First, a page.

Playing With: The War of Earthly Aggression
: Interplanetary colonies declare a war of independence on their mother world.
- Straight: After increasing tension over Earth's repressive authority, a growing colony on Mars declares independence from Earth. In response, Earth sends an army to Mars to reclaim the colony, triggering a war.
- Exaggerated: Mars and the other planets of the Terran Empire declare war on Earth as a result of Earth's policies towards Mars.
- Downplayed: ???
- Earth is governed by a repressive and corrupt regime that the interstellar colonists sought to escape. The authorities on Earth fear the result of an independent human colony on both their home population and other colonies they may have, and seek to quash the rebellion.
- Earth isn't oppressing the colonies, but the colony bigwigs are using the fanatics who sincerely believe they're being oppressed to increase their own power at any cost.
- A repressive military force from a human colony established on Mars invades Earth, prompting Earth to form a resistance movement against the occupiers.
- Earth fights for independence from the Human Federation, whose capital has been established on Mars.
- Subverted: Tensions between Earth and Mars appear to be about to trigger a war, but cooler heads prevail; a peace settlement acceptable to both parties is negotiated, ending the crisis.
- Double Subverted: Although a peace settlement is negotiated to prevent war, one or none of the parties involved are pleased with the results; the treaty breaks down, and war is declared.
- The Mars colony makes a big show of declaring independence. The Earth authorities had forgotten they were there.
- The Earth authorities don't particularly care about the Mars colony's independence, but the Mars colony becomes so obnoxious about provoking a response from Earth that Earth eventually ends up sending the smallest and most ineffective token response they can think of just to shut them up.
- Zig Zagged: Tensions between Earth and Mars nearly reach a breaking point, but then the two planets hold a peace conference... which is sabotaged when the delegates are assassinated. However, the government of Mars disavows any connection to the assassins and offers to help Earth's government in tracking them down. It turns out that the whole thing was orchestrated by Earth as an excuse to garrison more troops on the planet, which does not make the local populace happy...
- The Mars colony remains attached to Earth.
- The nature of space travel and the distance between planets means that the Mars colonists are essentially cut off from Earth to begin with; there's no 'war of independence' because the authorities on Earth and Mars accept that both are to all intents and purposes independent from each other to start with. Any political ties between Earth and Mars are largely symbolic from the start.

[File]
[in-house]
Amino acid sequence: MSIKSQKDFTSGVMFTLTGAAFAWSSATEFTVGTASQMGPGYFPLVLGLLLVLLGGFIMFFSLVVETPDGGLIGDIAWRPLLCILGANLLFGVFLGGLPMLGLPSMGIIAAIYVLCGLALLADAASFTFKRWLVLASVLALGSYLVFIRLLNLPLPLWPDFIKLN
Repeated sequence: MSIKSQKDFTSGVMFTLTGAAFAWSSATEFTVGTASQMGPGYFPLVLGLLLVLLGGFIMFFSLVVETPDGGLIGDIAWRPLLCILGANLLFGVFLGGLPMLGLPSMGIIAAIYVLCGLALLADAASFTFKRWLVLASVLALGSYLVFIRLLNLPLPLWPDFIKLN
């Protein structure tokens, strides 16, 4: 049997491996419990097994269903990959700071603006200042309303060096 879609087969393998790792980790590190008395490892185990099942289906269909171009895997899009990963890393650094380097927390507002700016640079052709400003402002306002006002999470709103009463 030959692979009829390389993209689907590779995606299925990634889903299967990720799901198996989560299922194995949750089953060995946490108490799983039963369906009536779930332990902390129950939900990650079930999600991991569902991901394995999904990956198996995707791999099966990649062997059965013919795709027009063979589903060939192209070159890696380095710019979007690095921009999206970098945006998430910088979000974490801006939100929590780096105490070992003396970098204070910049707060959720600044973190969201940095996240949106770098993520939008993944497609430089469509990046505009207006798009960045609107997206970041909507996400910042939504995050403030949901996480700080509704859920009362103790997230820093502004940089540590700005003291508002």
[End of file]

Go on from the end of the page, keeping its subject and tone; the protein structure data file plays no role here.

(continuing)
- The Earth authorities are democratic, not authoritarian; the question of Mars' independence is settled through a referendum rather than a violent revolt.
- Enforced:The writer wants to do a science fiction version of the American War of Independence or a similar historical revolutionary / civil war conflict.
- Lampshaded: "Five hundred years ago, the people of America faced the same choice the people of Mars now do. They fought for their freedom and prevailed. We shall also."
- Invoked: Although Earth and Mars aren't really on the best of terms, the citizens of Mars largely don't care as long as Earth doesn't rule with too heavy a hand. Therefore, an extremist faction on Mars takes it upon itself to provoke Earth into taking extreme measures, banking on the belief that this will trigger a popular uprising.
- Exploited: ???
- Defied: The Earth is aware that some of its policies are unpopular on Mars and changes them to avert a general revolt.
- Discussed: The leaders of the Martian revolution debate amongst themselves exactly what it would take for the Earth to recognize their independence.
- Conversed: A science fiction reader remarks that in stories of interstellar conflict, Earth always seems to be a repressive authority bullying it's valiant colonies.
- Deconstructed: Although the rebels are quick to frame the conflict in terms of 'freedom' and 'independence', the true motivating factors are the self-interest of the leaders of the colony and their desire for power over their fellow citizens rather than being puppets of their existing overlords; countless people die to effect a minor change of the status quo.
- Reconstructed: Although the rebels are themselves not entirely noble and pure in motivation or conduct, there are genuine grievances that exist between Earth and Mars that need to be addressed one way or another.
We are tired of the oppression, time to start The War of Earthly Aggression